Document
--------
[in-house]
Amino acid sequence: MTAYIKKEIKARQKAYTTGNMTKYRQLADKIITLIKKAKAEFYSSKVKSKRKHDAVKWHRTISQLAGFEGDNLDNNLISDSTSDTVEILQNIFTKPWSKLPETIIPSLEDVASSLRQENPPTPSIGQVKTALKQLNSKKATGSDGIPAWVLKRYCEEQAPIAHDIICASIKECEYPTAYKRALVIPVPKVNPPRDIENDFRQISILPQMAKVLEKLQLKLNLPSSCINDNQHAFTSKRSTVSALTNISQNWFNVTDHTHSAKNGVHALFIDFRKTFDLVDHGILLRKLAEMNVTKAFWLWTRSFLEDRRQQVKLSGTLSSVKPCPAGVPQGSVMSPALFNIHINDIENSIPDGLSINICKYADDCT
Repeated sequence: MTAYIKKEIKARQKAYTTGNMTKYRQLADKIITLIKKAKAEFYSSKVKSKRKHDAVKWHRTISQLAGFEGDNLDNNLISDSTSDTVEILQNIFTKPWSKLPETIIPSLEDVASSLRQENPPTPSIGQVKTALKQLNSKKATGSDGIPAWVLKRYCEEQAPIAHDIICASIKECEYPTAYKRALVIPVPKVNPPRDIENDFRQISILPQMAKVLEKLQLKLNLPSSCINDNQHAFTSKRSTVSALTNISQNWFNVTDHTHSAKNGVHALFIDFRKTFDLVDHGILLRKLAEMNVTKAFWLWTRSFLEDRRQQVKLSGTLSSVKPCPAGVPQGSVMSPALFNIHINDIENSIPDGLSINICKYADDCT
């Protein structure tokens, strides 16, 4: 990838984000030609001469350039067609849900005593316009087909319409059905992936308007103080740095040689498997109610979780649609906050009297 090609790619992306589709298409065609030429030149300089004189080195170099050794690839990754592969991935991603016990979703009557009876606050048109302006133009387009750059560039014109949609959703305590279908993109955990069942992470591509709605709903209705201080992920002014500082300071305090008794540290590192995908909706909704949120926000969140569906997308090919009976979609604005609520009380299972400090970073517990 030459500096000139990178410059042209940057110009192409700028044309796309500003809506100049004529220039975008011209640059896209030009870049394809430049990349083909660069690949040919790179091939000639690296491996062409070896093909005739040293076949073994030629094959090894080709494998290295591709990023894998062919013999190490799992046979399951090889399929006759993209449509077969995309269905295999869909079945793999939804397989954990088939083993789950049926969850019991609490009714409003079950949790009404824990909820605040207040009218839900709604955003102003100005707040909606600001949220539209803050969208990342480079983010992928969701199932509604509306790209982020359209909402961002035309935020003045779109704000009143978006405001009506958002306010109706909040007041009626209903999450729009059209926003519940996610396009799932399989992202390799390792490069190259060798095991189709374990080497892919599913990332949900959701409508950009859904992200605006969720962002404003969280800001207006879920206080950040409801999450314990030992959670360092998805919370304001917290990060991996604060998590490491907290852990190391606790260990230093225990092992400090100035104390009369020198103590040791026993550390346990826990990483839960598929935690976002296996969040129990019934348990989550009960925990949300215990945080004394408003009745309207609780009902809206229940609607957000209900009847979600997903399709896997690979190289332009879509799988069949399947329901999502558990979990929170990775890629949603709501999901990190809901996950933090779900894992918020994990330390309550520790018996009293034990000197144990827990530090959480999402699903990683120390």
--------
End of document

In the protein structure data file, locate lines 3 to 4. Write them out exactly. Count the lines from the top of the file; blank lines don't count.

Repeated sequence: MTAYIKKEIKARQKAYTTGNMTKYRQLADKIITLIKKAKAEFYSSKVKSKRKHDAVKWHRTISQLAGFEGDNLDNNLISDSTSDTVEILQNIFTKPWSKLPETIIPSLEDVASSLRQENPPTPSIGQVKTALKQLNSKKATGSDGIPAWVLKRYCEEQAPIAHDIICASIKECEYPTAYKRALVIPVPKVNPPRDIENDFRQISILPQMAKVLEKLQLKLNLPSSCINDNQHAFTSKRSTVSALTNISQNWFNVTDHTHSAKNGVHALFIDFRKTFDLVDHGILLRKLAEMNVTKAFWLWTRSFLEDRRQQVKLSGTLSSVKPCPAGVPQGSVMSPALFNIHINDIENSIPDGLSINICKYADDCT
């Protein structure tokens, strides 16, 4: 990838984000030609001469350039067609849900005593316009087909319409059905992936308007103080740095040689498997109610979780649609906050009297 090609790619992306589709298409065609030429030149300089004189080195170099050794690839990754592969991935991603016990979703009557009876606050048109302006133009387009750059560039014109949609959703305590279908993109955990069942992470591509709605709903209705201080992920002014500082300071305090008794540290590192995908909706909704949120926000969140569906997308090919009976979609604005609520009380299972400090970073517990 030459500096000139990178410059042209940057110009192409700028044309796309500003809506100049004529220039975008011209640059896209030009870049394809430049990349083909660069690949040919790179091939000639690296491996062409070896093909005739040293076949073994030629094959090894080709494998290295591709990023894998062919013999190490799992046979399951090889399929006759993209449509077969995309269905295999869909079945793999939804397989954990088939083993789950049926969850019991609490009714409003079950949790009404824990909820605040207040009218839900709604955003102003100005707040909606600001949220539209803050969208990342480079983010992928969701199932509604509306790209982020359209909402961002035309935020003045779109704000009143978006405001009506958002306010109706909040007041009626209903999450729009059209926003519940996610396009799932399989992202390799390792490069190259060798095991189709374990080497892919599913990332949900959701409508950009859904992200605006969720962002404003969280800001207006879920206080950040409801999450314990030992959670360092998805919370304001917290990060991996604060998590490491907290852990190391606790260990230093225990092992400090100035104390009369020198103590040791026993550390346990826990990483839960598929935690976002296996969040129990019934348990989550009960925990949300215990945080004394408003009745309207609780009902809206229940609607957000209900009847979600997903399709896997690979190289332009879509799988069949399947329901999502558990979990929170990775890629949603709501999901990190809901996950933090779900894992918020994990330390309550520790018996009293034990000197144990827990530090959480999402699903990683120390």